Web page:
While made in a less tumultuous world than the 1942 original, To Be or Not to Be is saved by its humor and universal message.
Tag: Mel Brooks
Saddles not only entertains as one of Hollywood's grandiose, loony comedies, it bonks people over the head with a reality we'd rather ignore and pretend didn't (or doesn't) happen.
Producers is loud. It screams into the camera, boisterous activity pouring from the script that can escape the confines of its lightly dated facade.
This page is a small deconstruction of the box set as whole since it can't be covered in the individual reviews.
The movie likely would have been green lit with only a single statement: “Mel Brooks plays Hitler.”
High Anxiety does not have its own identity, which is the likely source of its misguided tone.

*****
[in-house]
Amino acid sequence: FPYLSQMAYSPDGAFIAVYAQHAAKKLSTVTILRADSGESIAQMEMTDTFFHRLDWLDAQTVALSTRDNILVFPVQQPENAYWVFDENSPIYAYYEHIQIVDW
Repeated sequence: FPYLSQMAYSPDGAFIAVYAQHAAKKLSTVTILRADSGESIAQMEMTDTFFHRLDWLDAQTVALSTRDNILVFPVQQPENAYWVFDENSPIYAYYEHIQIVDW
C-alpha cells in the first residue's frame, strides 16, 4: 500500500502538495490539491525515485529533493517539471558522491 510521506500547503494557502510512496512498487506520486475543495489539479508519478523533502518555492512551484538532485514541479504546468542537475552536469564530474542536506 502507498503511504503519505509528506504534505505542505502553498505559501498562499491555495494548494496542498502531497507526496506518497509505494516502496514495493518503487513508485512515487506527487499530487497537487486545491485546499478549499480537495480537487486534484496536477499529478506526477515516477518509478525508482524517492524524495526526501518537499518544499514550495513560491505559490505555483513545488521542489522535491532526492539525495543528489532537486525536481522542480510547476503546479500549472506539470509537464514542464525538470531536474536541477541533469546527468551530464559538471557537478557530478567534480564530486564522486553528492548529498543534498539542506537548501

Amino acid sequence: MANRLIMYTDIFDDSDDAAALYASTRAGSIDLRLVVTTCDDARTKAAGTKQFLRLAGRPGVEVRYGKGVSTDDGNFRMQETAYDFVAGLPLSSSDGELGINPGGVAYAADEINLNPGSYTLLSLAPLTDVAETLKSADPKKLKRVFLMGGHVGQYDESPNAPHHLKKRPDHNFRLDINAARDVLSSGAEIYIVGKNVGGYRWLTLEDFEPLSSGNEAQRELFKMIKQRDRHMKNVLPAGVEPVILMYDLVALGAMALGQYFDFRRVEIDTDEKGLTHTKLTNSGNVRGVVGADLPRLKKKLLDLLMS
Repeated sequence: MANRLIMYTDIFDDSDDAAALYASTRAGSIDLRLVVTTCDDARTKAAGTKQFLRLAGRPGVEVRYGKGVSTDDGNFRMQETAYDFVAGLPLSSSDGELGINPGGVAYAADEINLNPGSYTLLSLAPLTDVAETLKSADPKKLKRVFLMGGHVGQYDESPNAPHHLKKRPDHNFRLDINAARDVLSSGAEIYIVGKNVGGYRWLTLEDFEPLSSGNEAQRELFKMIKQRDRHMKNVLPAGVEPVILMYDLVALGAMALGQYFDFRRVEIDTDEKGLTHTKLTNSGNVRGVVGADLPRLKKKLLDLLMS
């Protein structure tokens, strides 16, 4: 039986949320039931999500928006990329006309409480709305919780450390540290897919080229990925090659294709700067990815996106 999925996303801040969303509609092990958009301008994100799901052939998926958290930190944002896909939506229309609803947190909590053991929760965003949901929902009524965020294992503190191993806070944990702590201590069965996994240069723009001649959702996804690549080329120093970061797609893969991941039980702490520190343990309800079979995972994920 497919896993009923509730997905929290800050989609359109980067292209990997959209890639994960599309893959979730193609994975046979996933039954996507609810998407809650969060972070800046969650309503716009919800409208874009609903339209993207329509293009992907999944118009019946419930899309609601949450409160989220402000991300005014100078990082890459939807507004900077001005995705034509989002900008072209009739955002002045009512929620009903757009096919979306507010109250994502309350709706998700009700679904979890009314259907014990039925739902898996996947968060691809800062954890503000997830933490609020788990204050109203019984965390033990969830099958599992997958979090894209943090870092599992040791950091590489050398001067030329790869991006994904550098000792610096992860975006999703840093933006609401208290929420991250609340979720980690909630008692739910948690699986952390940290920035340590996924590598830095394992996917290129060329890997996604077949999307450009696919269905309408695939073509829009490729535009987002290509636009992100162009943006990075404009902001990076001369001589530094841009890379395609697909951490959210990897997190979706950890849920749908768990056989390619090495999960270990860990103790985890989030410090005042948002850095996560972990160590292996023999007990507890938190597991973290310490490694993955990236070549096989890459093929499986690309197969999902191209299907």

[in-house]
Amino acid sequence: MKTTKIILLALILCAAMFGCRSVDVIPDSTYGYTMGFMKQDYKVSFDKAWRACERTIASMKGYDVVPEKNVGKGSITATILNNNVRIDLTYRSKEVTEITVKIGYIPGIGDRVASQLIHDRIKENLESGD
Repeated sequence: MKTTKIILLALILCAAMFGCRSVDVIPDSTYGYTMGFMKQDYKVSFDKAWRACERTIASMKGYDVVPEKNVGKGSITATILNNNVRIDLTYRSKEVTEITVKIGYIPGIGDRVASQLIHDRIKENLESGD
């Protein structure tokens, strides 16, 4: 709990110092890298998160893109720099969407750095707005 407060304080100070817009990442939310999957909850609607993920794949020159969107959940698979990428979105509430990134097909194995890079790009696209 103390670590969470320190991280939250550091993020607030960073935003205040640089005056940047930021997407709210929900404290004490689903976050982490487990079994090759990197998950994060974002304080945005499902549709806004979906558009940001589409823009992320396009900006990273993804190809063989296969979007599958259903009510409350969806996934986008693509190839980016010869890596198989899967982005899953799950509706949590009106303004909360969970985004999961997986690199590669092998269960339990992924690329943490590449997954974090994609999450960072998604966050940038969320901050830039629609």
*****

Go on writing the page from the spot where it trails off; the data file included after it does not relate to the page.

The physicality of all involved is nothing short of brilliant, perfectly capturing the style and tone of the movies it is paying homage to, not spoofing.
The film chooses not to skewer the Star Wars films alone, but their industry impact.
The few laughs provided here are countered almost two to one with the groaners, a far cry from Brooks nearly unblemished filmography prior.
Jews in Space would undoubtedly be an epic, as the brief trailer shows us, yet here we wait nearly 30-years later and it has yet to happen.
Twelve Chairs is likely more memorable for simply being an early work of a famed director, as you can see his style forming in each frame, leading up to …
Young Frankenstein has a subtle touch, teetering between genres so carefully, you could just as easily be swept up by the shenanigans as you are the lighting and set …